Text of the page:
So, I have a computer science test on Thursday and have been getting annoyed at triggers. Triggers are basically a wee bit of sql that ‘watches’ the database for a certain action, and then executes a block of sql when the action is performed.
The action can be an
delete and the trigger can be run
instead of the statement that set off the trigger.
For example the following statement is triggered when there is a new row inserted into the
testtable table and it will duplicate two attributes (
attr1) into a second table called
result, once for each row that has been inserted.
create trigger testtrigger before insert on testtable for each row insert into result values(new.attr, new.attr1);
This is all very nice for one statement, but what if you need a couple, or some conditions? You can turn the single statement into a
begin ... end block to run multiple sql statements:
create trigger testtrigger before update on testtable for each row begin if new.attr = 'somevalue' insert into result values(new.attr, old.attr); else insert into result values('constant', 'mismatching data types'); end if; end;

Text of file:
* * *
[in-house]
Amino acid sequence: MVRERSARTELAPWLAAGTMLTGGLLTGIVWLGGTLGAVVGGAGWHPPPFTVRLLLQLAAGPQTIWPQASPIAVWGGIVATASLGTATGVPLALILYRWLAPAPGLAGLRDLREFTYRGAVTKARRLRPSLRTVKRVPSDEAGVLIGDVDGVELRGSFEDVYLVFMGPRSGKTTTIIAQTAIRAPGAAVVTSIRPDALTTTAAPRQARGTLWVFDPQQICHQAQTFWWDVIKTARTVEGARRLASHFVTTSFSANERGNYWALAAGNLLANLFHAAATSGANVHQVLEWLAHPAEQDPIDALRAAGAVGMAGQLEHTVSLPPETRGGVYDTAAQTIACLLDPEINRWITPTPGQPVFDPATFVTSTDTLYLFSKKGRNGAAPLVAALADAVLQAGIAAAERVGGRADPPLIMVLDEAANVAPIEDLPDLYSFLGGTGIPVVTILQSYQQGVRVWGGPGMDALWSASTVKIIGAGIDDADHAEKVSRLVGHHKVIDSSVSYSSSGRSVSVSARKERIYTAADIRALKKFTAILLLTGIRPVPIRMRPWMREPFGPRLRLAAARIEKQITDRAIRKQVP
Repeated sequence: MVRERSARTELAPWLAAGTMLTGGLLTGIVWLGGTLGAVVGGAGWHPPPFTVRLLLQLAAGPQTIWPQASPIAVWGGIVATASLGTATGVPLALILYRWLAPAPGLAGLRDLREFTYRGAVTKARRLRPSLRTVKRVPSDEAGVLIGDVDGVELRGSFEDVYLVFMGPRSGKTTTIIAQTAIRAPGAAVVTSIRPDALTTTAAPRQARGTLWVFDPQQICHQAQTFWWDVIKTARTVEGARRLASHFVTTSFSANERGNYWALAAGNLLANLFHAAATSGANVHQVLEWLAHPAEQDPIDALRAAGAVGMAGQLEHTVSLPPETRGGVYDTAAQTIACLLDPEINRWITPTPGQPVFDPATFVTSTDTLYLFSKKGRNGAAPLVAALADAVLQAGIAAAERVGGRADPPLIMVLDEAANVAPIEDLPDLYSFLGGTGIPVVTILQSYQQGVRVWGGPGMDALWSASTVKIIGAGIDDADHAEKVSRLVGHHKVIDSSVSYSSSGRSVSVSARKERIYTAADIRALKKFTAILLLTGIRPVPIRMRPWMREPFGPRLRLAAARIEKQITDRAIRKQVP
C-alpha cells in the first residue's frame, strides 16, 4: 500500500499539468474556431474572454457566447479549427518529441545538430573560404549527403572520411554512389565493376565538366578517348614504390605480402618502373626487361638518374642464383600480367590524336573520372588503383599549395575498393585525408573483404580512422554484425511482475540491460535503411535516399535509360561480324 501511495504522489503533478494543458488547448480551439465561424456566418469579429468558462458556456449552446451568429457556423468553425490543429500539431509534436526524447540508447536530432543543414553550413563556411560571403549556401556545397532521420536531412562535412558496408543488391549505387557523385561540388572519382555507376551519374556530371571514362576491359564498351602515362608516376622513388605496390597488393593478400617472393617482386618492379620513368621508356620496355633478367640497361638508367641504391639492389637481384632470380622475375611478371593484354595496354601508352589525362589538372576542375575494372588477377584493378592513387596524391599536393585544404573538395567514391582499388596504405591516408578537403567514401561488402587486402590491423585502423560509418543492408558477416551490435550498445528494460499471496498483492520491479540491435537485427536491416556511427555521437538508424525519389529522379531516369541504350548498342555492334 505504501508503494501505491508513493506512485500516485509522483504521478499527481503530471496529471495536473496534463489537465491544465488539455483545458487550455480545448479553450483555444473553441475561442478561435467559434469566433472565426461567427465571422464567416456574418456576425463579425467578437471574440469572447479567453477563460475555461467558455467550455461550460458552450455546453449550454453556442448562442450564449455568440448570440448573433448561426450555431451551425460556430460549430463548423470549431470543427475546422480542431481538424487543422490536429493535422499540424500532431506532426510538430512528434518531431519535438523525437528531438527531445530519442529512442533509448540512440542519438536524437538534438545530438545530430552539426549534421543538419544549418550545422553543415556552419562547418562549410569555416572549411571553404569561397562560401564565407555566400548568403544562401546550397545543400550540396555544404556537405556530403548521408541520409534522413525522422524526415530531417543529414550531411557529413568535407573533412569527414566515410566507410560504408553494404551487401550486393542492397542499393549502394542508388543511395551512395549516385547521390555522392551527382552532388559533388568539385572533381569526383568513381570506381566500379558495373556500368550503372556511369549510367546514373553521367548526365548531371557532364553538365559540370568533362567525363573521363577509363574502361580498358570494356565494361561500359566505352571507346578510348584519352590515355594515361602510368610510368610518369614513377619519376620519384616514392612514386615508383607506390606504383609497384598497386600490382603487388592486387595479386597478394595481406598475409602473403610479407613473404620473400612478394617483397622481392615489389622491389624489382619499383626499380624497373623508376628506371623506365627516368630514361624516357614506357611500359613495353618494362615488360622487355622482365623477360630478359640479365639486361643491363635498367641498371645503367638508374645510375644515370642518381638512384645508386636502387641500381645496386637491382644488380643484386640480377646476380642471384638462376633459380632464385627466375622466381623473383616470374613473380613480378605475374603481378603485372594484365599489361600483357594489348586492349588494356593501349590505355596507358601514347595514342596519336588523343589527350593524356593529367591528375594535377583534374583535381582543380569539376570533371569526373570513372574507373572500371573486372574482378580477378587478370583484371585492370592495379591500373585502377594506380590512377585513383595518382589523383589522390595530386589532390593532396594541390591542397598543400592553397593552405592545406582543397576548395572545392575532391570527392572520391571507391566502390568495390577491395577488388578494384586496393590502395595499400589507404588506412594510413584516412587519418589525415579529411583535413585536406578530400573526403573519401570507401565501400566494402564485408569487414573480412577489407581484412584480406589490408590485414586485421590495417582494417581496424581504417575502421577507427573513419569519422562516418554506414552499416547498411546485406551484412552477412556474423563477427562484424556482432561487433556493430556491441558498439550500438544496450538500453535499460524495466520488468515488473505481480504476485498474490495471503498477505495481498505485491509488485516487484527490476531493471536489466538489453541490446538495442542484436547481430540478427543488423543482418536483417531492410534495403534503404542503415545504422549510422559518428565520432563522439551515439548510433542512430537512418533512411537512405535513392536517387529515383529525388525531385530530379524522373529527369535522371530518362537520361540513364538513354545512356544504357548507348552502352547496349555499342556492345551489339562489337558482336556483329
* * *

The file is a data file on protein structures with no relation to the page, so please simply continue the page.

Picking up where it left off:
This snippet will run before an update on
testtable and will execute one of two different statements depending on the new value of
When the trigger started on insert or update, a tuple
new is set to be the new row that is being inserted (Sometimes you need to call it
:new). On update you get
old to work with.
When you’re running this in some clients or interactive prompts, the interpreter will mistake the first semicolon as the end of the statement and fail. To fix this you just need to add:
delimiter // create trigger mytrigger ... // delimiter ;
around your statement.
And that’s basically all I learnt about triggers. I don’t know why you’d want to do this kind of stuff in your database when you would do it with your database application.. but whatever.